Is it too late or too early to trim/prune a redbud tree?

The upper branches of our redbud tree have encroached on the house. We would like to prune the branches back so they don't touch the house and provide a path for crawling insects. We just purchased a pole pruner so we can reach the high branches.

We're in the US, Zone 6. The temperatures are at or below 0C (32F) at night and possibly 5-10C (40-50F) during the day.

We plan to cut the branches back by a couple feet. Is it safe to cut back the branches touching the house at this time, or should we wait for different weather conditions? If so, what conditions would be best?

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    What none of the other commenters have mentioned is that you just don't prune a tree "back" a couple of feet. Never never never leave a stub! You should prune a tree back to a branch, either the one the branch you're cutting emerged from or a branch that the tree put out from a leaf node on the branch you're trimming. It's true that some trees will be okay with a stub (American Linden, for example), but it's also true that many more trees will be hurt by a stub (oaks, for example). All a stub does for these trees is introduce the possibility of rot to a larger branch and then the trunk. – Jurp Mar 23 '19 at 1:03
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    Even those trees that are "okay" with stubs are only okay with them if the stub in question is from a young branch. No tree likes stubs created from the poor pruning of older branches. – Jurp Mar 23 '19 at 1:04

If,by Redbud, you mean a Cercis variety,these flower in spring before the leaves arrive - the best time to prune is immediately after flowering. If you do it now (assuming it hasn't flowered yet) you will lose some of the flowers, so if possible, just wait a week or three till flowering is done, then do it. https://www.gardendesign.com/trees/eastern-redbud.html

  • I do not know the exact variety, but yes, that is what I mean by "Redbud". – B540Glenn Mar 22 '19 at 17:50
  • Well then, depends how bad the overgrowth is in regard to whether you can wait till after flowering... it can be done now with no harm to the tree if you must. – Bamboo Mar 22 '19 at 17:57

The convention of pruning trees in the winter is really just a convention, not a necessity. The truth is you could prune at any point during the year. Basically, the only reason I prune in the winter is because the tree is dormant during the winter. This means that there will be a reduction in the chances of an infection. The other reason is because all the foliage is gone, so branches are easier to access in the winter.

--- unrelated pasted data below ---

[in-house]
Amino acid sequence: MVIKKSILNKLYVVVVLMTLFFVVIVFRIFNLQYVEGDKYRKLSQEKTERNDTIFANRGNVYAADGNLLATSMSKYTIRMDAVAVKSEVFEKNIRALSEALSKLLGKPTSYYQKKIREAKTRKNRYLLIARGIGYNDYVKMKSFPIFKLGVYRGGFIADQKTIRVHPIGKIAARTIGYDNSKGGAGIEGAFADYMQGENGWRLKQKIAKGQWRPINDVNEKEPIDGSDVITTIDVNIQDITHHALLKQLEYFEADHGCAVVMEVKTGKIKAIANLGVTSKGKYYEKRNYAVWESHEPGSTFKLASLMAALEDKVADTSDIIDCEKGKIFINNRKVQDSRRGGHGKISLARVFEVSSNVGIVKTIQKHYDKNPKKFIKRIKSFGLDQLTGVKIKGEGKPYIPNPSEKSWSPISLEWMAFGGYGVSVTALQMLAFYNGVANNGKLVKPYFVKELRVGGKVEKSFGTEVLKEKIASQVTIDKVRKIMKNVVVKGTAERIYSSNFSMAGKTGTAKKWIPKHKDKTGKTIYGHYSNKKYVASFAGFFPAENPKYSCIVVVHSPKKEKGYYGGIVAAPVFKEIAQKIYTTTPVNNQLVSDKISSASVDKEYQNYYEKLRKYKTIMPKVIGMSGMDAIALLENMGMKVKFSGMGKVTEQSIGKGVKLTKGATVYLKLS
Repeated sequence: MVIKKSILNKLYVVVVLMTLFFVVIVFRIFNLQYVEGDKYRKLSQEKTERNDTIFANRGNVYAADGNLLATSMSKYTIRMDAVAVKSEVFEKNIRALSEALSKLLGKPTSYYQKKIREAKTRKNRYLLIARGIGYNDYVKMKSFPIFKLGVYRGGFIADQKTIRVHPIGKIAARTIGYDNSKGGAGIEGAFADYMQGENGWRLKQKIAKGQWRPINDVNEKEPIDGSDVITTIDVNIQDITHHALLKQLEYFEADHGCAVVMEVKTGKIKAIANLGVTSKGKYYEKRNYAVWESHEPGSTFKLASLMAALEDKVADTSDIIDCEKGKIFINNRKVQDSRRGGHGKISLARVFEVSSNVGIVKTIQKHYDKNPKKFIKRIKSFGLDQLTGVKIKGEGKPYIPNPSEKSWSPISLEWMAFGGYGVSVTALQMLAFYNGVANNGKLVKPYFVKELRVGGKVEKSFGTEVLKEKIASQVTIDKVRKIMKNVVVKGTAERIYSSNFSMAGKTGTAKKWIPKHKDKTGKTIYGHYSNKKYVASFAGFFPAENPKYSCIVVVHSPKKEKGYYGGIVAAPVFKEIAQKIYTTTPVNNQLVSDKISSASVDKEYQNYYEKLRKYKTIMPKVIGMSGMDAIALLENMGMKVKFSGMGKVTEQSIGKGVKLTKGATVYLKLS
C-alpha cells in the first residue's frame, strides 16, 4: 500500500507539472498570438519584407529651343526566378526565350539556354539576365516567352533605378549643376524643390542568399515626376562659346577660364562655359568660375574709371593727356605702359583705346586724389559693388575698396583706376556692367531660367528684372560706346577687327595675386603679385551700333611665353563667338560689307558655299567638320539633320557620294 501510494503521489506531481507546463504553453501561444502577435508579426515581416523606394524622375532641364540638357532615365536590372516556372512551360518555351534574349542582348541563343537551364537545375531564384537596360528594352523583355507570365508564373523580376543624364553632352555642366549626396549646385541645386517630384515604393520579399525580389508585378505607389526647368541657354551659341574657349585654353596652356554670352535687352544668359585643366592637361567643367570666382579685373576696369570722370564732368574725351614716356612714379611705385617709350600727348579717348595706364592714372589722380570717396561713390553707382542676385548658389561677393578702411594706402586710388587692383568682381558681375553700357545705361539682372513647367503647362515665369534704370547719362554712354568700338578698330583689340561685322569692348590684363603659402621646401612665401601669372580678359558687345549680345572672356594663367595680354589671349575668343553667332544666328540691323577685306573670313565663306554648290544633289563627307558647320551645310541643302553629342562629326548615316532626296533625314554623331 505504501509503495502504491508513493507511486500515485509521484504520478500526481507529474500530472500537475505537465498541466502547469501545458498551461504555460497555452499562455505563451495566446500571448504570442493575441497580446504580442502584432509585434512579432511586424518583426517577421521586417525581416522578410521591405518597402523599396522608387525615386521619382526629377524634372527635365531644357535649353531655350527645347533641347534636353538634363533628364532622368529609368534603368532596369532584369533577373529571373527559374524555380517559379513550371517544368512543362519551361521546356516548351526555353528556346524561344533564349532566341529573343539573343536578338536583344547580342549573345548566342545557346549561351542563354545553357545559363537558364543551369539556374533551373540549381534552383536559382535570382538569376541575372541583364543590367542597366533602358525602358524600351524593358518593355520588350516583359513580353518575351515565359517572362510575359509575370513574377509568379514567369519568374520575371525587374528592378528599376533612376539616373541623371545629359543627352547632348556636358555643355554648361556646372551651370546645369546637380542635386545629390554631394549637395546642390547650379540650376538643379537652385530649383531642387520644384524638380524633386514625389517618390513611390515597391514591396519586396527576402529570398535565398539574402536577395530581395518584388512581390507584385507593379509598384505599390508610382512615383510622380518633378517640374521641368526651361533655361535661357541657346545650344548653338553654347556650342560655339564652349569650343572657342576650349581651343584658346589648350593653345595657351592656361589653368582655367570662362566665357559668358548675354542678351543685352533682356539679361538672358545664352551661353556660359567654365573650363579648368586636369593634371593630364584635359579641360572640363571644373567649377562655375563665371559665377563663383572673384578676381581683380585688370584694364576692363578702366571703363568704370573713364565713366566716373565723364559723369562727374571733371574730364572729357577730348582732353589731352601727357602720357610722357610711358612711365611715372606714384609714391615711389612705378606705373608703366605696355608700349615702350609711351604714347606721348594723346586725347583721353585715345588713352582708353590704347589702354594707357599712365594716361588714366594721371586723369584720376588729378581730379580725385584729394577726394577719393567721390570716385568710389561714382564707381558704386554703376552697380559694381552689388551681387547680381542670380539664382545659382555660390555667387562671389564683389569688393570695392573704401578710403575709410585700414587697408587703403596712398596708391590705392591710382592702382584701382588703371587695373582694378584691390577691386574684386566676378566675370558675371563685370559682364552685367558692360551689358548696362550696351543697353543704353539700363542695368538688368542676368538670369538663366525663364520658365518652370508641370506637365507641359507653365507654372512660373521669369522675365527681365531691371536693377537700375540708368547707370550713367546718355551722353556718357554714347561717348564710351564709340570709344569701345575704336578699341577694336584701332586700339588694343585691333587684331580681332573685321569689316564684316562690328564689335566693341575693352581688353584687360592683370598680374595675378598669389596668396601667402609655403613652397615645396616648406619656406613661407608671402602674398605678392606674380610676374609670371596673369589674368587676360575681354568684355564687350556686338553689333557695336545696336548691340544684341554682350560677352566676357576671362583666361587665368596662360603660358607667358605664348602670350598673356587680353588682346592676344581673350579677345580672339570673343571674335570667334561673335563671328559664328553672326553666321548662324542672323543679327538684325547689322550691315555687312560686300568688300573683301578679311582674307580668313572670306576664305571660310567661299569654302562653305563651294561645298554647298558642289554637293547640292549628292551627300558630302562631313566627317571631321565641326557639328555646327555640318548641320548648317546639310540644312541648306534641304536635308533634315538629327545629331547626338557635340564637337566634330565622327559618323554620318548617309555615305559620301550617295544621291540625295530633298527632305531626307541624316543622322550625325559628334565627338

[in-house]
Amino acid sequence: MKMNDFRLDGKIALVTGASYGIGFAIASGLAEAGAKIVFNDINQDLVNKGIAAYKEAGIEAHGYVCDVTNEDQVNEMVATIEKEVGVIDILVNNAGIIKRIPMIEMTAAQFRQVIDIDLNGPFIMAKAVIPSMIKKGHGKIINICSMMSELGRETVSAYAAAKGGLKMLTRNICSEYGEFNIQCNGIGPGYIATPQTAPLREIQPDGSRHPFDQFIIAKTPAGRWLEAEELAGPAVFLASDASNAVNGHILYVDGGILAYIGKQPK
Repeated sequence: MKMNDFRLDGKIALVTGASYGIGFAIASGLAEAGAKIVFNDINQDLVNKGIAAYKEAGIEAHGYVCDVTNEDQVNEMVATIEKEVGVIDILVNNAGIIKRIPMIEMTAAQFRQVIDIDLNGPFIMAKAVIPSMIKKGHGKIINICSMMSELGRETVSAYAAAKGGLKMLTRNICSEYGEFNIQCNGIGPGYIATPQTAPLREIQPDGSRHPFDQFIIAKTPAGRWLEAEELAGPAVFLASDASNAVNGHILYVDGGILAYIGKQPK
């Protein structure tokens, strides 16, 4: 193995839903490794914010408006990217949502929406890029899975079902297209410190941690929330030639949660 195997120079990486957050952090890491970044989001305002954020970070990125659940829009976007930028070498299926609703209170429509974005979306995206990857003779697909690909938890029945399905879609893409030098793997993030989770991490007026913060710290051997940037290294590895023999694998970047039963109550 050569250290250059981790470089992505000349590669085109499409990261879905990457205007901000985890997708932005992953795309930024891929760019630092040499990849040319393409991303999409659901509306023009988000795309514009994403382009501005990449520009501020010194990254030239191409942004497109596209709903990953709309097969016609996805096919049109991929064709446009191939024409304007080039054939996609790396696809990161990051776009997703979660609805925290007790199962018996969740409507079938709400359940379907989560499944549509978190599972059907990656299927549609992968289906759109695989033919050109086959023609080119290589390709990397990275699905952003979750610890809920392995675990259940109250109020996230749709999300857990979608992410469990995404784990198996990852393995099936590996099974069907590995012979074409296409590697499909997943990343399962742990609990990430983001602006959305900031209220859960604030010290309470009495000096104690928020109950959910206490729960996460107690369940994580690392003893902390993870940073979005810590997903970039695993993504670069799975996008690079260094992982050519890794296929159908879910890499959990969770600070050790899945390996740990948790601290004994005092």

Feel free to prune your tree this year, it will be fine.

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    With some trees, it is important to prune at the right time - flowering trees, for example, along with Acers (especially Japanese acers). Along with some others, these trees may bleed copiously if pruned at the wrong time of year. It's always best to check.... – Bamboo Mar 22 '19 at 17:24
  • That's why I asked. :-) – B540Glenn Mar 22 '19 at 17:58
  • @Bamboo I will defer to your expertise. – Rob Mar 22 '19 at 19:04
  • @Rob.... the point, as far as I'm concerned, is for me to pass that 'expertise' on wherever possible, while I still can! – Bamboo Mar 22 '19 at 19:41
  • @Bamboo While you still can, sounds ominous, I hope all is well; consider the information to be absorbed, with much gusto, muchas gracias. – Rob Mar 22 '19 at 19:59

I would trim one limb that you can easily see. If it bleeds a lot of sap, I wouldn't take more than a couple of larger limbs now, if any. Wait until next winter to get the other large limbs. The small limbs less than 1/2 - 1 " in diameter can be pruned anytime. But the large ones are the ones that can cause loss of sap and infection.

As one person mentioned, do NOT leave stubs! Cut where the limb meets another limb, but don't cut into the circular rim that that limb makes coming out of the other branch or you risk injury to the branch it came out of.

If you can't easily reach the places where you need to make your cuts or if there are more than a couple of limbs bigger than 2-3" in diameter that you need to cut up high, I'd get a professional. In one of those conditions, it's not going to be easy or safe to cut those with a pole saw when you don't have any experience, not to mention what you might do to your tree or to your house. Do NOT get on a ladder with a pole saw! It is very easy to lose your balance with something heavy way over your head.

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